Environmental Engineering Reference
Each year the sun radiates 1.5 quintillion kilowatt hours of energy towards the earth.
The atmosphere swallows up around 30% of this energy but over one quintillion
kilowatt hours are still able to reach the earth's surface. Our current primary energy
needs are around 125 trillion kilowatt hours worldwide. By the way, a quintillion
is a 1 with 18 zeros, and a trillion has 12 zeros. Therefore, the amount of energy
that reaches the earth's surface from the sun each year is 8000 times more than the
total primary energy requirement of the world. So we only need to use about one
hour's worth of the solar energy that reaches the earth's surface in order to cover
the energy needs of the whole of mankind for a whole year.
Natural occurrences convert some of the sun's energy into other renewable forms
of energy, such as wind, biomass and hydropower. In addition to these energy forms,
we are also able to use the natural heat of the earth as well as tidal power derived
from the motion of the moon in conjunction with other planets. All sources of
renewable energy combined exceed the total fossil and nuclear fuels available on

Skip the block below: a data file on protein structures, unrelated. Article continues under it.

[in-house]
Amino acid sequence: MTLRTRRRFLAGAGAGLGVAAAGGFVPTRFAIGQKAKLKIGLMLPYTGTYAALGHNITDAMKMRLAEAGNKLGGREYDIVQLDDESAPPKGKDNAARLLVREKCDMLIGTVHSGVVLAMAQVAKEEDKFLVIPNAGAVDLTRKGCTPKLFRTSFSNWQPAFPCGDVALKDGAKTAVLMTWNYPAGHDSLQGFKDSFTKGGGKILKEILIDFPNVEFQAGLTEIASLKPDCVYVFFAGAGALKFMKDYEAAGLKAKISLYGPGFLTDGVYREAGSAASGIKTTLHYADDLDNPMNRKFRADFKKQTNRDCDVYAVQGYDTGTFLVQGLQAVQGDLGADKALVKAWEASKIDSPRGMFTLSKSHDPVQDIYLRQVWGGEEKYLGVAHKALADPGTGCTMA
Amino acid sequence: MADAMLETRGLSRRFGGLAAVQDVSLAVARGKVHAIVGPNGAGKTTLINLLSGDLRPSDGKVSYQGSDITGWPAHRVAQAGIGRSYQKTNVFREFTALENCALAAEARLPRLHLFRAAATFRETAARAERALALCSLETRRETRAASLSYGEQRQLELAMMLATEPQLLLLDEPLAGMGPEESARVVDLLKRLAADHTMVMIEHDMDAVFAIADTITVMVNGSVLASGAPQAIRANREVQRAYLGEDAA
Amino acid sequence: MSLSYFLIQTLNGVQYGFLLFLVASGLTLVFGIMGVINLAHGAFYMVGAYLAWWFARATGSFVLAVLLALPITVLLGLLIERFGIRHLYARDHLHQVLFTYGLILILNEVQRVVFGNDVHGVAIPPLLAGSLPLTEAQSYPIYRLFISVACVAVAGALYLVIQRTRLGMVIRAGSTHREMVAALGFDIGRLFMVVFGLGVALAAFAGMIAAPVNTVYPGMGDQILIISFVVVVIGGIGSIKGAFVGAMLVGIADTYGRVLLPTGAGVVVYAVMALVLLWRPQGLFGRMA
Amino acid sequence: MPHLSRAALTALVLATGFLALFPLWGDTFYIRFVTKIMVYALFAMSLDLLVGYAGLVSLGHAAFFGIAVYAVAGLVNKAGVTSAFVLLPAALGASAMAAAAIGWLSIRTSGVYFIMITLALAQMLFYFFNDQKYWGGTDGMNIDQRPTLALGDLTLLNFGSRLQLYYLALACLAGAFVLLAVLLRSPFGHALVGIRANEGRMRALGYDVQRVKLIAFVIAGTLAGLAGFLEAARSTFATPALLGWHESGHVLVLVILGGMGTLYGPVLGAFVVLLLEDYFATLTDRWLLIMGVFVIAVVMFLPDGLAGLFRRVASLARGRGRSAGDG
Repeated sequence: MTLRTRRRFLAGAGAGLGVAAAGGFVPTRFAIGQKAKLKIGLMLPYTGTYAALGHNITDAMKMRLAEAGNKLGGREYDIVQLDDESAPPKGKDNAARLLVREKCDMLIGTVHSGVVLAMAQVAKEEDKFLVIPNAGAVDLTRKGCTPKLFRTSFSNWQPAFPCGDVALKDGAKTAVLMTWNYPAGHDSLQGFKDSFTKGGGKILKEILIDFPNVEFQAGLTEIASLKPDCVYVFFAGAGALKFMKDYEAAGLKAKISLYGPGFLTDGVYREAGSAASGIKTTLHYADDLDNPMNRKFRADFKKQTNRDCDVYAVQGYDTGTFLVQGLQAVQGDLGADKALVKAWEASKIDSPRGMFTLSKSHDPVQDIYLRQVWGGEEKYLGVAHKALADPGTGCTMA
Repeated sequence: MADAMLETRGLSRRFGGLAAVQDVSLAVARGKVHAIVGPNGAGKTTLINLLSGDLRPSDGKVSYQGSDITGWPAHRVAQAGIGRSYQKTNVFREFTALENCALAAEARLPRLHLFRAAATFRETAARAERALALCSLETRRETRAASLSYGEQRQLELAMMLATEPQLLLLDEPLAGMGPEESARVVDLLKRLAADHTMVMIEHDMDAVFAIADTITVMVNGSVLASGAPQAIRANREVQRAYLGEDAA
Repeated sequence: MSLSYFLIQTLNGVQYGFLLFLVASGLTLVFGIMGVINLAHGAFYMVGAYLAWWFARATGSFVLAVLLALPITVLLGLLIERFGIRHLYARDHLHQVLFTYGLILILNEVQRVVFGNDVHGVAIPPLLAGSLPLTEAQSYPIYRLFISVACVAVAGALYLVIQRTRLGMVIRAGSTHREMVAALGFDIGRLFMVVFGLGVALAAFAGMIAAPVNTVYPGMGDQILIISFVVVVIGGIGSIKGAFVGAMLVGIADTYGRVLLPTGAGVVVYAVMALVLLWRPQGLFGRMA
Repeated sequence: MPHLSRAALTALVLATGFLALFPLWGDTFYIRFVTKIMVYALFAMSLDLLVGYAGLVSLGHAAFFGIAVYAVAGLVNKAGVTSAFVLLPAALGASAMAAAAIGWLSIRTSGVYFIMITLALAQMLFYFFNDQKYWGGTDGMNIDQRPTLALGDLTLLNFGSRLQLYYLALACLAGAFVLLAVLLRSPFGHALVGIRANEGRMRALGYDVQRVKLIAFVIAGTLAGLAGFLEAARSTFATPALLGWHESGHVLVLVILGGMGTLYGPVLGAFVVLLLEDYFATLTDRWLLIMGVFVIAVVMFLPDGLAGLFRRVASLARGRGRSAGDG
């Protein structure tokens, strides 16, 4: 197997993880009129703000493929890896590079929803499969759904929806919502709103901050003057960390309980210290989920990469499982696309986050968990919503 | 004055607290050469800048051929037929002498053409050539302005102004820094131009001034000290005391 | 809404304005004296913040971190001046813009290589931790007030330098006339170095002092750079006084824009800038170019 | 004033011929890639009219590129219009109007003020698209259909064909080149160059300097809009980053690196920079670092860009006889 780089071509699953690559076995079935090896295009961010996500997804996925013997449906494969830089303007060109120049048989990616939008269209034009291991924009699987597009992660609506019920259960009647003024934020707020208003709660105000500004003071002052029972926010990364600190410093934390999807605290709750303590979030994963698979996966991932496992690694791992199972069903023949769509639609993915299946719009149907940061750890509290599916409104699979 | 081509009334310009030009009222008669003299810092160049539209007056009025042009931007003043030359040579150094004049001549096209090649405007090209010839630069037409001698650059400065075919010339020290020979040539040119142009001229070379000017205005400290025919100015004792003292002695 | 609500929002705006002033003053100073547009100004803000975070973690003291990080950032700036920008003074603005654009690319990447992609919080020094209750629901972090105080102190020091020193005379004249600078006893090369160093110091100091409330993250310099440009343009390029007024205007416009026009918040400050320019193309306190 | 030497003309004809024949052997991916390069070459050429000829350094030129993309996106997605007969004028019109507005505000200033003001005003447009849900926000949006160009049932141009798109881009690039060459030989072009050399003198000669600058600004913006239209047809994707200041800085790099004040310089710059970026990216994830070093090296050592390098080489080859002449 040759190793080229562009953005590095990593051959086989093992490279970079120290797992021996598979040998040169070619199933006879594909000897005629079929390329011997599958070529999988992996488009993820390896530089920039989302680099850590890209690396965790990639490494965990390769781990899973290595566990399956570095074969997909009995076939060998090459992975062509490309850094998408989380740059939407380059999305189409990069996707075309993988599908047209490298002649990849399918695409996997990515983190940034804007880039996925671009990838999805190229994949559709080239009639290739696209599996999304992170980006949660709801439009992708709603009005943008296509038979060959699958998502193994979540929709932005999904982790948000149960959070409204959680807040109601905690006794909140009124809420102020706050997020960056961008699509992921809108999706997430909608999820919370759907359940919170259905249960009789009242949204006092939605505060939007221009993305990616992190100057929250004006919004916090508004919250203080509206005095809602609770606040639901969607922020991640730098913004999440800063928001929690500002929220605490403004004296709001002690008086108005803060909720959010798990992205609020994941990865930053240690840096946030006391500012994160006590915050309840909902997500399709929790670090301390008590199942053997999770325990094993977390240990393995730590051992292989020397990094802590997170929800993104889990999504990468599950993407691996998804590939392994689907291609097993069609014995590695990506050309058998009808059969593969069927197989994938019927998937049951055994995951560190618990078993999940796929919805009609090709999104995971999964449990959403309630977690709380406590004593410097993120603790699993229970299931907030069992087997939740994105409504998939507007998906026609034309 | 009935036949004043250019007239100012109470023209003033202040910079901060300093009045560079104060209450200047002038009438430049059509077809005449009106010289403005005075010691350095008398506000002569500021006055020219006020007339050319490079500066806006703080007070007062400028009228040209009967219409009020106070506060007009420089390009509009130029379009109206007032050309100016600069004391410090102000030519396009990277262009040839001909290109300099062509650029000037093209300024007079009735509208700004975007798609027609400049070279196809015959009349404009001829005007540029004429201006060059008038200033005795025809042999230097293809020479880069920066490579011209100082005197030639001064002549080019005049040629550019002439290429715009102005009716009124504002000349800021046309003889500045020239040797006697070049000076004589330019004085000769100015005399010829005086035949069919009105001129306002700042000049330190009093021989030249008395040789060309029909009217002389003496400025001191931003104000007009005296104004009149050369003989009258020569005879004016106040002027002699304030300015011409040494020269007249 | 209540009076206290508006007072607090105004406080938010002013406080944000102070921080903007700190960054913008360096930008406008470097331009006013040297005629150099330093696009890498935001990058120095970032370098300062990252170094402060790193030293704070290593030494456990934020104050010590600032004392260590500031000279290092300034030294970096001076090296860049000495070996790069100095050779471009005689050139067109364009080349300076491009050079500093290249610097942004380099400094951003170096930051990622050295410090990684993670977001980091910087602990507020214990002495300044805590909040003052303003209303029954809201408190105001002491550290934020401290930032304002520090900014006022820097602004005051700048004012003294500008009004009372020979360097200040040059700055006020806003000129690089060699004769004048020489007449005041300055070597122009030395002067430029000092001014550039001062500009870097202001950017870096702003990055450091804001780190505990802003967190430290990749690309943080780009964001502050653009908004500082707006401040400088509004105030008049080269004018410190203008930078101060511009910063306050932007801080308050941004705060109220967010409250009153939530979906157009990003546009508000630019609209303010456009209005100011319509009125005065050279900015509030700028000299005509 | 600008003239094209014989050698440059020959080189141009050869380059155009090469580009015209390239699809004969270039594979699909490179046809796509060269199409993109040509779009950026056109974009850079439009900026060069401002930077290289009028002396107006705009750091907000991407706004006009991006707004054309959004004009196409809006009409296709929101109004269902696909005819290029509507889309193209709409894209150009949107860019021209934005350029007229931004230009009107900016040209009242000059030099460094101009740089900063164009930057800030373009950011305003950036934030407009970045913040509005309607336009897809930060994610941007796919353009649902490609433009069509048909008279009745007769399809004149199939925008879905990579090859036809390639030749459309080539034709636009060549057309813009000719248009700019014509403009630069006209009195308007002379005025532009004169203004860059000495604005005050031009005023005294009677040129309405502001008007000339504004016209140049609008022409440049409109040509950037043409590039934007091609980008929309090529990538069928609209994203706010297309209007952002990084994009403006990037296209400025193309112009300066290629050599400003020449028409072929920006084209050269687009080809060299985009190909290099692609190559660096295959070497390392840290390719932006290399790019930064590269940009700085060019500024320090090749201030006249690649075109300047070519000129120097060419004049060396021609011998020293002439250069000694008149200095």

earth many times over (Figure 4.7). In less than one day the sun radiates more energy
to the earth's surface than we could ever use if we were to burn all the oil reserves
available on earth.
Figure 4.7 Comparison of annual renewable energy available and global primary energy
requirement with the total existing conventional energy sources on earth.
In discussions on climate, some critics question whether renewable energies are
even able to cover our energy requirements. But a brief glance at the facts just
mentioned shows that these doubts can safely be cast aside. The variety of possible
uses of renewable energies is enormous. A number of different types of power plants
can provide almost any amount of electricity, heating or fuel desired (Figure 4.8).
The following chapters of this topic will present in detail the key technologies for
using renewable energies.